The 2022 New Hampshire legislative session came to a close with votes on bills that had differences in the versions passed by each the Senate and House. For the N.H. Retail Lumber Association, it was a mostly positive year. Much of what we had determined to oppose as priority legislation was killed early on, and there were a number of bills that, though not requested by NHRLA, we were watching with interest.
SB 345, relative to youth employment laws, made a couple of changes to the youth labor laws of note. First, regarding hours worked while enrolled in school, the current statute (RSA 276-A:4, VI) limits 16 and 17 year olds to no more than 6 consecutive days and no more than 30 hours during a particular work week. SB 345 deleted the 6 consecutive day limit and increases the limitation on hours to 35. Other current provisions regarding a week in which school is in session less than 5 days in a given week were deleted.
SB 209, Relative to Electronic Wage Payments, after passing the Senate, was rejected by the House. As amended by the Senate, the bill would have made several changes to the way New Hampshire employers are allowed to pay employees. First, it would eliminate the need for employee consent to make employee wage payments by direct deposit and allow payment by payroll card if the employee has not furnished bank information for direct deposit, allowing the employee the option to move to direct deposit at any time. An attempt by the Senate to resurrect this language via amendment to a separate bill was also blocked by the House.
The House Commerce Committee also sent to “Interim Study” two measures aimed at stemming the rapid increases in small group health insurance. Failing to pass were SB 160, Relative to Multiple Employer Welfare Arrangements, sponsored by Sen. Jeb Bradley, and SB 286, Establishing An Association Health Plan Pilot Program, sponsored by Sen. Denise Ricciardi.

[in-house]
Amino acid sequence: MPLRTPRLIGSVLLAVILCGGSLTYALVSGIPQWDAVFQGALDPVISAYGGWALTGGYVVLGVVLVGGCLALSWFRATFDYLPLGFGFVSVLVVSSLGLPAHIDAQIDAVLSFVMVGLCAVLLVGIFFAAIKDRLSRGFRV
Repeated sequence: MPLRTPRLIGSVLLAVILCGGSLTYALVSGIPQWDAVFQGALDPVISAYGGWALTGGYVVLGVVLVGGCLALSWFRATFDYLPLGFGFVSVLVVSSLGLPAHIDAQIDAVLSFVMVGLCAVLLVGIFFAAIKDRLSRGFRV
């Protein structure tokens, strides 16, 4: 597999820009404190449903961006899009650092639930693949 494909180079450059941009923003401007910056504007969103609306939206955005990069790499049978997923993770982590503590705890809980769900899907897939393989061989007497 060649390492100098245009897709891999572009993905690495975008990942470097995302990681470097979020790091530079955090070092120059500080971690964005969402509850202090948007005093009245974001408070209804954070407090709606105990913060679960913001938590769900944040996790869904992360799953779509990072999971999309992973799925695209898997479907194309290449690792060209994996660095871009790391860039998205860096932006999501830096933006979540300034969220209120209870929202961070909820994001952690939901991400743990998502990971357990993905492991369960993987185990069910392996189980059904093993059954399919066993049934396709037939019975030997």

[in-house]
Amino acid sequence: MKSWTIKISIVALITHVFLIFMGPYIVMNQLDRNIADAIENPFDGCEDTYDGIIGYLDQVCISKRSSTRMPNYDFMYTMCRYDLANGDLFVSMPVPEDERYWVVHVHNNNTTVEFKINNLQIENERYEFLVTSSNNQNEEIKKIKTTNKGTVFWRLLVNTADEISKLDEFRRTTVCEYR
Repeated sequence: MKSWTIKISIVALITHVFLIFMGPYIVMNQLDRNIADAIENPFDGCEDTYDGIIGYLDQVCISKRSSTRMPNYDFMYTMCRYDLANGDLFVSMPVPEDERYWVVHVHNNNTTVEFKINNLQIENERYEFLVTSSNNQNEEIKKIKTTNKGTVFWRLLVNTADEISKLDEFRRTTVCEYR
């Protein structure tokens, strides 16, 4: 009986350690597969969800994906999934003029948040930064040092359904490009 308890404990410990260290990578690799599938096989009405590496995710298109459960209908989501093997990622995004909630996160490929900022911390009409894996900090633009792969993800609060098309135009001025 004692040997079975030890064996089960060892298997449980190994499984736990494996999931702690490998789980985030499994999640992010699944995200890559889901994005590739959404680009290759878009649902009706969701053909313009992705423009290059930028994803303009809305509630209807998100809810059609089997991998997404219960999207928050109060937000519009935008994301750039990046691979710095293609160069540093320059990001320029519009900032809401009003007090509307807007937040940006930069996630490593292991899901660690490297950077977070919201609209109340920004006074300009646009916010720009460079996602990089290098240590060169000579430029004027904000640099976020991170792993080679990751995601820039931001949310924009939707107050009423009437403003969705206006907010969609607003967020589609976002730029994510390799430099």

The legislature passed and sent to Governor Sununu for signature a policy establishing a “Preference for American Made Materials in State Contracts.” This new provision in state statute states, “any contract for construction, reconstruction, alteration, repair, improvement, or maintenance of a public building or public works with the state as a party shall contain a provision that for the permanently incorporated iron, structural steel, and fabricated structural steel used or supplied in the performance of the contract or any subcontract, strong consideration and preference shall be given for iron or steel fabricated in the United States.”
With the end of the session comes announcements from incumbent legislators who will not seek re-election. Each election cycle it is the norm for about one-third of the 24-member Senate to not return including as a result of the election. This time, however, a full third is guaranteed to turn over, before any elections have taken place. Eight have announced they will not seek their seat, including:
• Senate President Chuck Morse of Salem; running for re-election
• Sen. Tom Sherman of Rye; seeking the Democratic Party nomination for Governor
• Sen. Kevin Cavanaugh; his district (16) was changed radically, making it extremely difficult for a Democrat to win; he may run for Executive Council
Also not running are Senators Erin Hennessey (Dist. 1), Bob Giuda (Dist. 2), Harold French (Dist. 7), Jay Kahn (Dist. 10), and John Reagan (Dist. 17). The State Primary Election is in September.